Huddled around a cellphone in the sun at Lake Braddock High School, the Woodgrove girls’ lacrosse team left a screechy voicemail.

Wolverines Coach Bob Fuller, traveling this week on a trip planned years before, probably couldn’t make out much among the laughter and yelling, but the message was still clear: after a 15-1 win over rival Loudoun Valley, his team was the Virginia 5A girls’ lacrosse state champion.

“We adore him,” Kira Dabrowski said. “When he left, everyone was saying ‘do it for Bob!’ ”

But Fuller didn’t want that. He e-mailed his team, telling them to play for one another instead in an effort to rally his team from afar.

Whether for each other, for Fuller, or for the chance to see their coach’s ears pierced — the extra incentive that he promised if the Wolverines (18-4) earned the first lacrosse state title in the school’s four-year history — Woodgrove played brilliantly.

The Battle of Purcellville was all but decided on its opening shot, a faceoff win, go-to-goal scored from Nora Bowen 12 seconds in. From then on, the Wolverines’ offense cycled patiently to create goal after goal, building a 6-0 halftime lead over the Vikings (16-5). Bowen finished with four goals, as did senior Ashley Wacker and junior Emma Leszczak. Sophomore Courtney Olivier chipped in four in the midst of a second-half onslaught that forced a running clock, an unexpected development given that the teams’ three matchups earlier this season were all decided by three goals or fewer.

The Wolverines’ defense got the better of the familiar physicality on Sunday. Behind it, goalie Ashley Morris was nearly perfect, the only goal on her record the product of a soft bounce and unexpected hop.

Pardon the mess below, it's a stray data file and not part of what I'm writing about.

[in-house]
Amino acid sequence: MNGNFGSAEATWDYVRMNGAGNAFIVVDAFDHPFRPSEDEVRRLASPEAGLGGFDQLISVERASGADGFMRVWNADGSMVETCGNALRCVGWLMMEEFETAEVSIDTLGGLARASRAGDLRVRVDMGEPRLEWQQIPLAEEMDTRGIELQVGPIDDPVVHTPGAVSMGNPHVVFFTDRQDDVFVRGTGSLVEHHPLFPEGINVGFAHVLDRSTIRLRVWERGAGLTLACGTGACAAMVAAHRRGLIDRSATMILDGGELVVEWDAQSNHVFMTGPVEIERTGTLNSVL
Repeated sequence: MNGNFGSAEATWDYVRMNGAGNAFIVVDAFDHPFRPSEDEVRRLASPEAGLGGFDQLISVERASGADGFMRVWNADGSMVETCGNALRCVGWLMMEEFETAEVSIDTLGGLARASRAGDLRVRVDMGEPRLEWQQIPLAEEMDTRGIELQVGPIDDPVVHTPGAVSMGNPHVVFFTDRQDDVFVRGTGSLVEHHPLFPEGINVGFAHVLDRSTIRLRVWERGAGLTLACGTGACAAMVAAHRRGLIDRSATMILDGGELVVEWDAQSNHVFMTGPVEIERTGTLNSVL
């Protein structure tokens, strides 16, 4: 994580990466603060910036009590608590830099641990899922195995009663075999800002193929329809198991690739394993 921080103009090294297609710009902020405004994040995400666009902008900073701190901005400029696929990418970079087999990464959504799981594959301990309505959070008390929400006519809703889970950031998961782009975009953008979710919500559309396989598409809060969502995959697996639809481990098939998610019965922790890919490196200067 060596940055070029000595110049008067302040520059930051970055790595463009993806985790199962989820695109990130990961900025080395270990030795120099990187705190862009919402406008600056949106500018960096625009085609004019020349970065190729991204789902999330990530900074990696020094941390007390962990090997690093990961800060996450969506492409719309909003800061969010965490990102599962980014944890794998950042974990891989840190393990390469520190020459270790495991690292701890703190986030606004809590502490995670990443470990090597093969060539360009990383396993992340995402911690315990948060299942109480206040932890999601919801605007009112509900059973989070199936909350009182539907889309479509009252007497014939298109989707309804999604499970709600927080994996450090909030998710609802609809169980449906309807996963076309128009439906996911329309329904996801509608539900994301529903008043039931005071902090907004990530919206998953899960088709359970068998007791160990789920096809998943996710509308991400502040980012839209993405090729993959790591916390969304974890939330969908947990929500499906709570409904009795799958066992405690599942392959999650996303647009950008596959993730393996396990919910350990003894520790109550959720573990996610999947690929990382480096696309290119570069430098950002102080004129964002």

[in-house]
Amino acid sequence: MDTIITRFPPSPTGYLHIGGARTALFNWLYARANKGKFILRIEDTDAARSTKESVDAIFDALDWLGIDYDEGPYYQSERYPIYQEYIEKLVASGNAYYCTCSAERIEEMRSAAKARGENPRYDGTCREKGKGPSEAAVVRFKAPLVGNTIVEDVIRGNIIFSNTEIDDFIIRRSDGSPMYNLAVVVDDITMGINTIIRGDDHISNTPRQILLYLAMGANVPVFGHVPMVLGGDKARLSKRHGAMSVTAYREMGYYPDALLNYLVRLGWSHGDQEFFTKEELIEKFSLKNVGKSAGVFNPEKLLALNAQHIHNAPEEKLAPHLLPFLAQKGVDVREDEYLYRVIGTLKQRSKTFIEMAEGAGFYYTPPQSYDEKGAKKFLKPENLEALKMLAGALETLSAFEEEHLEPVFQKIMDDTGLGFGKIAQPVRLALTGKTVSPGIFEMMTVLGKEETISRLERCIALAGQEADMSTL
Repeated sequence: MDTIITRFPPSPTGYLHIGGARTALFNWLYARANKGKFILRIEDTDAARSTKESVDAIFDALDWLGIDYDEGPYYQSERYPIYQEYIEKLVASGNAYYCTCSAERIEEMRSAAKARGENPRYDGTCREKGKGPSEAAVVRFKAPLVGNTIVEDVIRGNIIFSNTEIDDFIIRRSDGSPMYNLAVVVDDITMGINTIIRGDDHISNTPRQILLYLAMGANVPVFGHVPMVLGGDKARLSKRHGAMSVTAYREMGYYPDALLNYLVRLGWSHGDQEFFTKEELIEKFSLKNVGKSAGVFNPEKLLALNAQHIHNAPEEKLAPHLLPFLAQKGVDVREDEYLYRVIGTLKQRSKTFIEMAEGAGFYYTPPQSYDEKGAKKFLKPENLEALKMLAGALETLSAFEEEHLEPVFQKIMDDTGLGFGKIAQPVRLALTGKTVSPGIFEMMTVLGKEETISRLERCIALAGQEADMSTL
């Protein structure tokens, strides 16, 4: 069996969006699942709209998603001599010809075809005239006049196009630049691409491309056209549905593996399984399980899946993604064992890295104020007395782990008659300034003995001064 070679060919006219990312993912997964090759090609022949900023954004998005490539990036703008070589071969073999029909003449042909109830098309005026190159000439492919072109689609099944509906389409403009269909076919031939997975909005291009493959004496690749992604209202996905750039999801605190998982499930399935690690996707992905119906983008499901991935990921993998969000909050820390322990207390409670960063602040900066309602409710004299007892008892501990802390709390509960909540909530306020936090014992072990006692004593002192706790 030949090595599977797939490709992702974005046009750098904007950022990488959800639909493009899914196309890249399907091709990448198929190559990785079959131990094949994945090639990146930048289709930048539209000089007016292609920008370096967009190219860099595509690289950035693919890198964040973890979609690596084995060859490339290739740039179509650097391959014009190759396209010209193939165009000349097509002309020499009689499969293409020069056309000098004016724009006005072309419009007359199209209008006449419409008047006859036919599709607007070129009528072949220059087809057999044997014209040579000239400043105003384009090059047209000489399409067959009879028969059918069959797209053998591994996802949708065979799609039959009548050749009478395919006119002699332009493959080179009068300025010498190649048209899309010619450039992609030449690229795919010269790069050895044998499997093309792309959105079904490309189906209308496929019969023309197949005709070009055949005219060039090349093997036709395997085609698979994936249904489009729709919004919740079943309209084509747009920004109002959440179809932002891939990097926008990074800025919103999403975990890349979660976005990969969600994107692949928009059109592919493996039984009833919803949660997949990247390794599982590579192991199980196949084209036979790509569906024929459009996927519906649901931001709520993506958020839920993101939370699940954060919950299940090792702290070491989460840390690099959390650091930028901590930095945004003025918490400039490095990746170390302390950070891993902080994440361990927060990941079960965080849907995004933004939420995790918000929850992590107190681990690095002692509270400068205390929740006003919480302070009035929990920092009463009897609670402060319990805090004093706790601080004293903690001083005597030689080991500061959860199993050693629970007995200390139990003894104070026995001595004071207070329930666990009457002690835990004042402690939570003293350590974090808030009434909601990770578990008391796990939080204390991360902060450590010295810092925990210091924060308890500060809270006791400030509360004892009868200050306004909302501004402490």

“She proved she’s the goalie of the year,” Woodgrove senior Kaitlyn Lorinchak said. “She was awesome.”

When Fuller called back, some players broke into tears, while others tossed out earring style suggestions. They looked back on a season in which Fuller never let them take a day off, not in feet of snow or drenching rain.

“We didn’t have one practice canceled,” Bowen said as her teammates shook their heads with a smile. “Not a single day off.”

Fuller coached the first Woodgrove team in 2011 and built the Wolverines into a perennial Loudoun County power, getting them ready to seize the opportunity for a state title afforded by the new Virginia classification system this year. His Wolverines had T-shirts showing four lacrosse players, mimicking the Darwinian progression seen in the books, with the fourth standing tall with a lacrosse stick held high.

“He promised us all that work would pay off,” Dabrowski said. “It did.”